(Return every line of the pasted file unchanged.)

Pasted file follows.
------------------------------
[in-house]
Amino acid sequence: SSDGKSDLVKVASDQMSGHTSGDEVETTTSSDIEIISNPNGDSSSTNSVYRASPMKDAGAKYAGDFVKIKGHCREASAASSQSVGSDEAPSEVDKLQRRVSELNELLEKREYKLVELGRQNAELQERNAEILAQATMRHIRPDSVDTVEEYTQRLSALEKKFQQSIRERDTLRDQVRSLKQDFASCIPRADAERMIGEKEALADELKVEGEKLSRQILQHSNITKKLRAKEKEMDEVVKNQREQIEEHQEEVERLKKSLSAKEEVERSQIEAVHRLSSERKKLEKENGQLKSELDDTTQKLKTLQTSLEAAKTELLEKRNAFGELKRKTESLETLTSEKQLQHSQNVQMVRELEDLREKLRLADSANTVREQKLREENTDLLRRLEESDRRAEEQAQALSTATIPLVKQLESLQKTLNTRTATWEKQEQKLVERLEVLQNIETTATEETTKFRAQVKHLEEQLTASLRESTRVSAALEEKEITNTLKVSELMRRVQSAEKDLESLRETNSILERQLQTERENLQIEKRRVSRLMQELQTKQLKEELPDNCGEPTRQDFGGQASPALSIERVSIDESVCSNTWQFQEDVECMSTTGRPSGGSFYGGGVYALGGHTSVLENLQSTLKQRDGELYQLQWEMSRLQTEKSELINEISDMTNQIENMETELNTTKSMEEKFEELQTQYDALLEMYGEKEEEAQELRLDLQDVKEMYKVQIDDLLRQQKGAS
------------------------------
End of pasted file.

[in-house]
Amino acid sequence: SSDGKSDLVKVASDQMSGHTSGDEVETTTSSDIEIISNPNGDSSSTNSVYRASPMKDAGAKYAGDFVKIKGHCREASAASSQSVGSDEAPSEVDKLQRRVSELNELLEKREYKLVELGRQNAELQERNAEILAQATMRHIRPDSVDTVEEYTQRLSALEKKFQQSIRERDTLRDQVRSLKQDFASCIPRADAERMIGEKEALADELKVEGEKLSRQILQHSNITKKLRAKEKEMDEVVKNQREQIEEHQEEVERLKKSLSAKEEVERSQIEAVHRLSSERKKLEKENGQLKSELDDTTQKLKTLQTSLEAAKTELLEKRNAFGELKRKTESLETLTSEKQLQHSQNVQMVRELEDLREKLRLADSANTVREQKLREENTDLLRRLEESDRRAEEQAQALSTATIPLVKQLESLQKTLNTRTATWEKQEQKLVERLEVLQNIETTATEETTKFRAQVKHLEEQLTASLRESTRVSAALEEKEITNTLKVSELMRRVQSAEKDLESLRETNSILERQLQTERENLQIEKRRVSRLMQELQTKQLKEELPDNCGEPTRQDFGGQASPALSIERVSIDESVCSNTWQFQEDVECMSTTGRPSGGSFYGGGVYALGGHTSVLENLQSTLKQRDGELYQLQWEMSRLQTEKSELINEISDMTNQIENMETELNTTKSMEEKFEELQTQYDALLEMYGEKEEEAQELRLDLQDVKEMYKVQIDDLLRQQKGAS